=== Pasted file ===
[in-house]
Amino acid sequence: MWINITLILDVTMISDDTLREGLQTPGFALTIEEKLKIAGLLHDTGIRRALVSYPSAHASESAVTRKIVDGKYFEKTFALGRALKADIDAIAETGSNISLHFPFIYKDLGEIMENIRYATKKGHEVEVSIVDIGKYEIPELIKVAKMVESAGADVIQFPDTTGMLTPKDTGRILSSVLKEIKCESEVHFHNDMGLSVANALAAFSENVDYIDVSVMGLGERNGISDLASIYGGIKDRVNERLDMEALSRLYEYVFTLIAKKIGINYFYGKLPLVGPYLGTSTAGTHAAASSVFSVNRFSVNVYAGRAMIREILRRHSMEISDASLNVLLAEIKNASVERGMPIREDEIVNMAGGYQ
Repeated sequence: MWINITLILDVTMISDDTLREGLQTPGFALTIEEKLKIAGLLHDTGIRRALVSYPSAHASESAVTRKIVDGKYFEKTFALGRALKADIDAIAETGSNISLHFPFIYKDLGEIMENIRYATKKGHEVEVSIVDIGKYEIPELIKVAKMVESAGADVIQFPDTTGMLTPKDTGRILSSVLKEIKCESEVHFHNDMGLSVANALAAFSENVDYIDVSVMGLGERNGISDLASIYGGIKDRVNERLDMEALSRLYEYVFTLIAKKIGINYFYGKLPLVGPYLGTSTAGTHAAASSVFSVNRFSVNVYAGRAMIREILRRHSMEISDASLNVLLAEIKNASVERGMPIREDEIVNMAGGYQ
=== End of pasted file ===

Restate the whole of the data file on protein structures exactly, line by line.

[in-house]
Amino acid sequence: MWINITLILDVTMISDDTLREGLQTPGFALTIEEKLKIAGLLHDTGIRRALVSYPSAHASESAVTRKIVDGKYFEKTFALGRALKADIDAIAETGSNISLHFPFIYKDLGEIMENIRYATKKGHEVEVSIVDIGKYEIPELIKVAKMVESAGADVIQFPDTTGMLTPKDTGRILSSVLKEIKCESEVHFHNDMGLSVANALAAFSENVDYIDVSVMGLGERNGISDLASIYGGIKDRVNERLDMEALSRLYEYVFTLIAKKIGINYFYGKLPLVGPYLGTSTAGTHAAASSVFSVNRFSVNVYAGRAMIREILRRHSMEISDASLNVLLAEIKNASVERGMPIREDEIVNMAGGYQ
Repeated sequence: MWINITLILDVTMISDDTLREGLQTPGFALTIEEKLKIAGLLHDTGIRRALVSYPSAHASESAVTRKIVDGKYFEKTFALGRALKADIDAIAETGSNISLHFPFIYKDLGEIMENIRYATKKGHEVEVSIVDIGKYEIPELIKVAKMVESAGADVIQFPDTTGMLTPKDTGRILSSVLKEIKCESEVHFHNDMGLSVANALAAFSENVDYIDVSVMGLGERNGISDLASIYGGIKDRVNERLDMEALSRLYEYVFTLIAKKIGINYFYGKLPLVGPYLGTSTAGTHAAASSVFSVNRFSVNVYAGRAMIREILRRHSMEISDASLNVLLAEIKNASVERGMPIREDEIVNMAGGYQ